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A question I frequently get asked is how to make sure a brand identity stands the test of time. It’s so hard to work on your own brand identity; you’re really close to it and you see it so often that your own perception of it is skewed from what other people see. People need repetition!

The main thing to note about your brand identity is that people need to be able to identify you again once they’ve seen your branding the once. So there is a little wiggle room for variety, but things always need to be identifiable as being yours. This is where trends can harm you rather than make you necessarily look more up-to-date.

And so here are my thoughts on making sure your brand identity stands the test of time.

Firstly, you’ll need to think about what your brand stands for on a wider level. If you had to pivot and change your product or service, what values or elements of your story and brand would stay the same?

An example is if you’re a jeweller, your work and style might evolve over time, but what inspires you at it’s core probably won’t. What is it that’s at the very core of your brand – the why or how you got here?

It could be a set of values, it could be your story, it could be a number of things. I don’t mean all the rest isn’t important, it totally is…but you want to get right to the heart and work out what’s unwavering.

And so how do you translate that into design?

The fun bit! You’ll want to build these foundational things into your main brand identity – so into your logo and branding elements, your colours, the mix of fonts you use. It’s about finding the balance.

It’s not an easy process, but what I mean is that different parts of your brand foundation can come through in different areas. Always try to see the bigger picture of how things work together.

Not every part of your brand identity needs to convey EVERYTHING. That’s why you have different ‘moving parts’ (logo, palette, font system)

Colour is great for quickly conveying FEELINGS, EMOTIONS, and VALUES. Typography can show if your brand is MODERN, CLASSIC, or RUSTIC.

And logo icons, graphics, and illustrations can actually tell stories, or convey ideas and meaning in visual form. Everything works together to build a picture for your audience.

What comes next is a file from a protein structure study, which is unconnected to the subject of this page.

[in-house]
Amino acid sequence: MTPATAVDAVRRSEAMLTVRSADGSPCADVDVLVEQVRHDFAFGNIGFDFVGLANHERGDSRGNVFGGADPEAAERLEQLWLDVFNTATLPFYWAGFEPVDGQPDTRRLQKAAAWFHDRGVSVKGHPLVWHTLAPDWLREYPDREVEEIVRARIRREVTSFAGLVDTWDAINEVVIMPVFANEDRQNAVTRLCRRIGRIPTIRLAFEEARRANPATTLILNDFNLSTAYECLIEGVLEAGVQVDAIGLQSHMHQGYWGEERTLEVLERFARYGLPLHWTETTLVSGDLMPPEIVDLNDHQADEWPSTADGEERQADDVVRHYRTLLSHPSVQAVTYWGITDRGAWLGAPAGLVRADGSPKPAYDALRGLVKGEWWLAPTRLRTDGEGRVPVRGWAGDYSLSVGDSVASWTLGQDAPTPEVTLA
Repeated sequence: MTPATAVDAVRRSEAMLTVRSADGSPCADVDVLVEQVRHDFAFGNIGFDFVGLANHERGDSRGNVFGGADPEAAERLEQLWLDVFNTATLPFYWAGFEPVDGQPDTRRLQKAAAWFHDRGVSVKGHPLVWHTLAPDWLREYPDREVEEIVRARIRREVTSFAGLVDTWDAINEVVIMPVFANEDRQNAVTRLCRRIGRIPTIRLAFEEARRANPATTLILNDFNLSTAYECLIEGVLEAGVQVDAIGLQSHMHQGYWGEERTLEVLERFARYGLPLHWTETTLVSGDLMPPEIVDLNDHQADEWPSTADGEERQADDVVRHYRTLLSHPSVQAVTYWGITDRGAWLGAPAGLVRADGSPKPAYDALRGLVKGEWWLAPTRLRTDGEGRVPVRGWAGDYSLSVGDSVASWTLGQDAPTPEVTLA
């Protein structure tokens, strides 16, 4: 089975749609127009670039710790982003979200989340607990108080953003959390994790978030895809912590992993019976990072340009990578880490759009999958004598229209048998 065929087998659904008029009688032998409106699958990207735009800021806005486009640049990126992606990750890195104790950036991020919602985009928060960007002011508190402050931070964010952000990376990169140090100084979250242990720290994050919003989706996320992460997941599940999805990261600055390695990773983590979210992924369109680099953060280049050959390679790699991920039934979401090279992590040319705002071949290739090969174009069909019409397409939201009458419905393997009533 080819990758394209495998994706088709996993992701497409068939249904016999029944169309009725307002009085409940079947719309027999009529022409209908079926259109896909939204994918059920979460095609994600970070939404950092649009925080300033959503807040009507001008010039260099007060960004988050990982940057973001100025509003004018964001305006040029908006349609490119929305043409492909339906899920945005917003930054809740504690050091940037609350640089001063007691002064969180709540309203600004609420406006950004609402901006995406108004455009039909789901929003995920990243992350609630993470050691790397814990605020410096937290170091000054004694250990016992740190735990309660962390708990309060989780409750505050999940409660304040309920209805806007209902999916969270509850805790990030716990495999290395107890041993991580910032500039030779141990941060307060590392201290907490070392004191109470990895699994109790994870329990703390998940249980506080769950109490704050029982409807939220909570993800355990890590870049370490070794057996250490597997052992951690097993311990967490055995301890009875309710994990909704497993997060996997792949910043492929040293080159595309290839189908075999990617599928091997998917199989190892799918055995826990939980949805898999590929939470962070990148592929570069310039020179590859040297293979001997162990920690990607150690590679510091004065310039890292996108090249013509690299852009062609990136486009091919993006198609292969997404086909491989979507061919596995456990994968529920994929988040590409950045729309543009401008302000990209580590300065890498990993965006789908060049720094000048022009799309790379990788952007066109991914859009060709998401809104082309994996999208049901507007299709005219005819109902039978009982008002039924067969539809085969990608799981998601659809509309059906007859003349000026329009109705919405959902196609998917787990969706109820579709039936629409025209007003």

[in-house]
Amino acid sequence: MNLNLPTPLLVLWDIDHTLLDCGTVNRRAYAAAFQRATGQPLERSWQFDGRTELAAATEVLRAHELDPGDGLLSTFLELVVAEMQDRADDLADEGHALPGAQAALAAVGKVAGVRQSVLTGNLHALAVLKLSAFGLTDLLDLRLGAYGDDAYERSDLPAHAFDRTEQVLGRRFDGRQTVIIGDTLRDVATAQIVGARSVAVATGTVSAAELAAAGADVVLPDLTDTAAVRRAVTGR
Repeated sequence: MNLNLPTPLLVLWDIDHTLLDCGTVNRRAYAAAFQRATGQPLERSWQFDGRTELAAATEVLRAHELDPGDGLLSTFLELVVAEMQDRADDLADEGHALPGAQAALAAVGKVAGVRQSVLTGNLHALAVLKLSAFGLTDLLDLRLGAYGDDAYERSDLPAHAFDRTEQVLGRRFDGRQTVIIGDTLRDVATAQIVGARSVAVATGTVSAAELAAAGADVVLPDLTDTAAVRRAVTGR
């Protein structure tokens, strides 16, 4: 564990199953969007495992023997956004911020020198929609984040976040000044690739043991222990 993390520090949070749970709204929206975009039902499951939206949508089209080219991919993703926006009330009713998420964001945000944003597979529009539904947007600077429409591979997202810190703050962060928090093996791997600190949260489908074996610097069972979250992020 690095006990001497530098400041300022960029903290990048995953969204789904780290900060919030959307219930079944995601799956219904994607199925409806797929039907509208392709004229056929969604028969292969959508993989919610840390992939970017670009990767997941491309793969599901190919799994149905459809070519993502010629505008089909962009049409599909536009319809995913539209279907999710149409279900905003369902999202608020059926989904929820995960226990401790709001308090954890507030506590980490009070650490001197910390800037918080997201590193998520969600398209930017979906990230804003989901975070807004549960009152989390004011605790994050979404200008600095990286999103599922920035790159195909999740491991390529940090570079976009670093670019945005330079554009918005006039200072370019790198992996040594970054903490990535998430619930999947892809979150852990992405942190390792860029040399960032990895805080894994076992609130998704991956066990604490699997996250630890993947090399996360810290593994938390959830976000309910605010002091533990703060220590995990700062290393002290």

You’ll want to make sure it’s clear and that the things you’re showing are going to resonate with your audience. BUT at the very beginning you might not know your audience well, so don’t let that bit hold you back.

Focus on conveying the true essence of your brand so that people can quickly self-select. “That’s for me”, or “That’s not for me”.

The WORDS you use need to be much more rooted in the knowledge of who your client or customer is, and your WORDS are something you can easily tweak as you get more clear on that. Your brand identity is there to show the core of who you are (as a business), what you value and why, so that you attract like-minded people. Then you can have fun with trending things like gradients – as long as not every part of your brand identity is changing with trends, you’re allowed to have fun!


If you need more help with this don’t hesitate to email me at meg@lemonandbirch.com with your questions, I’d love to help. You can see the branding packages and other services I offer here.

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Jess from Rosy Revolver contacted me via my website after finding me on Pinterest and we immediately knew we were a great fit for working together!

Jess is a Silversmith and a Jewelry Instructor with online courses – I studied some Silversmithing back during my college degree and so having some working knowledge of her industry meant I understood her business easily and intuitively.

At the beginning Jess said:

I’m struggling to bring all the aspects of my business into one brand image – partly because I sell to jewelry consumers but also to other silversmiths. The one thing I know for sure about my client is that she’s highly create and individual… beyond that, I struggle with how to get started, finding the time to create the brand I know in my heart that RosyRevolver could be, and creating beautiful visuals that translate into the story that my jewelry and company try to tell…

To unite all the parts of Jess’s business I created circular design that feeds into each of the logo varieties. It was so much fun to design with the wild rose theme and to make each design feel like a collection of trinkets – gathered, treasured, arranged.

Jess’s jewelry work is just like that – collections of repeating elements, sometimes including precious stones, vintage glass, African clay, and always with fine and sterling silvers.

She builds these materials into beautiful, wearable pieces that are bursting with stories to tell. It’s jewelry with heart and soul and history, ready for you to wear and layer with your own story and meaning after the many years you’ll treasure it.

Of course there was custom typography in this branding too – the little spiky thorns on the letters feed into our wild rose imagery. Jess has always had a rose motif within the branding for Rosy Revolver, we just shifted it to a Dog Rose – these wild plants grow by climbing up other plants and shrubs for support. This represents Jess’s online courses and resources and in person workshops where she helps others who have no formal silversmith training to create work they can feel proud of, supporting them through the process.

At the end of the process Jess said:

“I’m thrilled with the care and thoughtfulness Meg put into my brand design. Absolutely cannot recommend her enough – if you want something custom, curated, meaningful, and of the highest quality – Lemon & Birch is your best bet.


If you are interested in working with me on new branding for your business please have a look at my services page and get in touch. I can’t wait to hear from you!

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